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A net decrease in the Earth's cloud, aerosol, and surface 340 nm reflectivity during the past 33 yr (1979–2011)

Authors:
  • NASA Goddard Space Flight Center and University of Maryland

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Measured upwelling radiances from Nimbus-7 SBUV (Solar Backscatter Ultraviolet) and seven NOAA SBUV/2 instruments have been used to calculate the 340 nm Lambertian equivalent reflectivity (LER) of the Earth from 1979 to 2011 after applying a common calibration. The 340 nm LER is highly correlated with cloud and aerosol cover because of the low surface reflectivity of the land and oceans (typically 2 to 6 RU, reflectivity units, where 1 RU Combining double low line 0.01 Combining double low line 1.0%) relative to the much higher reflectivity of clouds plus nonabsorbing aerosols (typically 10 to 90 RU). Because of the nearly constant seasonal and long-term 340 nm surface reflectivity in areas without snow and ice, the 340 nm LER can be used to estimate changes in cloud plus aerosol amount associated with seasonal and interannual variability and decadal climate change. The annual motion of the Intertropical Convergence Zone (ITCZ), episodic El Niño Southern Oscillation (ENSO), and latitude-dependent seasonal cycles are apparent in the LER time series. LER trend estimates from 5 zonal average and from 2 × 5 , latitude × longitude, time series show that there has been a global net decrease in 340 nm cloud plus aerosol reflectivity. The decrease in cos2(latitude) weighted average LER from 60 S to 60 N is 0.79 ± 0.03 RU over 33 yr, corresponding to a 3.6 ± 0.2% decrease in LER. Applying a 3.6% cloud reflectivity perturbation to the shortwave energy balance partitioning given by Trenberth et al. (2009) corresponds to an increase of 2.7 W m-2 of solar energy reaching the Earth's surface and an increase of 1.4% or 2.3 W m-2 absorbed by the surface, which is partially offset by increased longwave cooling to space. Most of the decreases in LER occur over land, with the largest decreases occurring over the US (-0.97 RU decade-1), Brazil (-0.9 RU decade-1), and central Europe (-1.35 RU decade-1). There are reflectivity increases near the west coast of Peru and Chile (0.8 ± 0.1 RU decade-1), over parts of India, China, and Indochina, and almost no change over Australia. The largest Pacific Ocean change is -2 ± 0.1 RU decade-1 over the central equatorial region associated with ENSO. There has been little observed change in LER over central Greenland, but there has been a significant decrease over a portion of the west coast of Greenland. Similar significant decreases in LER are observed over a portion of the coast of Antarctica for longitudes -160 to -60 and 80 to 150.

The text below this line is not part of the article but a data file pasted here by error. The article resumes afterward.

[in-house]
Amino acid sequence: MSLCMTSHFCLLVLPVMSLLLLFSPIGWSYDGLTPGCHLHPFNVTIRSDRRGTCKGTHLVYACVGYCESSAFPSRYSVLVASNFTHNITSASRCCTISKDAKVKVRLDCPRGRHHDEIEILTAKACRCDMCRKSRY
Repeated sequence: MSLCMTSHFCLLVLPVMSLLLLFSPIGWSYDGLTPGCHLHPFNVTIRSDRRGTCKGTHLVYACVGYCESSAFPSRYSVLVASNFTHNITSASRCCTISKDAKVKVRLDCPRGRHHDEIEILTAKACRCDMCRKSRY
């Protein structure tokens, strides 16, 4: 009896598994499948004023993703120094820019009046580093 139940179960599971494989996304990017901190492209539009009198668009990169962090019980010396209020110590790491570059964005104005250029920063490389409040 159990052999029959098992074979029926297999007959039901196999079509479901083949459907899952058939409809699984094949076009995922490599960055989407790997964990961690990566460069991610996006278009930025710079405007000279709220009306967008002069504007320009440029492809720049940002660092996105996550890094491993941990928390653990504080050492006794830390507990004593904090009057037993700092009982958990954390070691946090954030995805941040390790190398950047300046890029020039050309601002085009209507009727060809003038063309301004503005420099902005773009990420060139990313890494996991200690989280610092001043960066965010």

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... A longer 39-year record of UV measurements from NASA and NOAA satellites does allow the study of these very important pre-CERES events. Previous work by Herman et al. [5] and Weaver et al. [6] construct a record of the Lambertian equivalent reflectivity (LER) from the UV measurements. LER is the reflectivity derived for the Earth's surface, bounding a purely Rayleigh atmosphere, consistent with measured the top of atmosphere (TOA) radiance; an assumption is that the surface is Lambertian, and the effects of aerosols and clouds are included in the LER of the scene. ...
... This may explain our agreement with the SW CERES cloud albedo despite the simple assumptions we made in our BCA derivation: A single droplet distribution, single cloud layer height, and a single phase (water). These advantages motivated Herman et al. [5], Weaver et al. [6], and now this work to derive a record of cloudiness from the suite of UV satellite instruments dating from 1980. ...
... Our negligible BCA trend of 0.01 decade −1 (45°S to 45°N) appeared to disagree with the quite significant −0.24 LER decade −1 (60°S to 60°N) estimate of Herman et al. [5]. Their LER was produced using SBUV intensities calibrated only over Antarctica. ...
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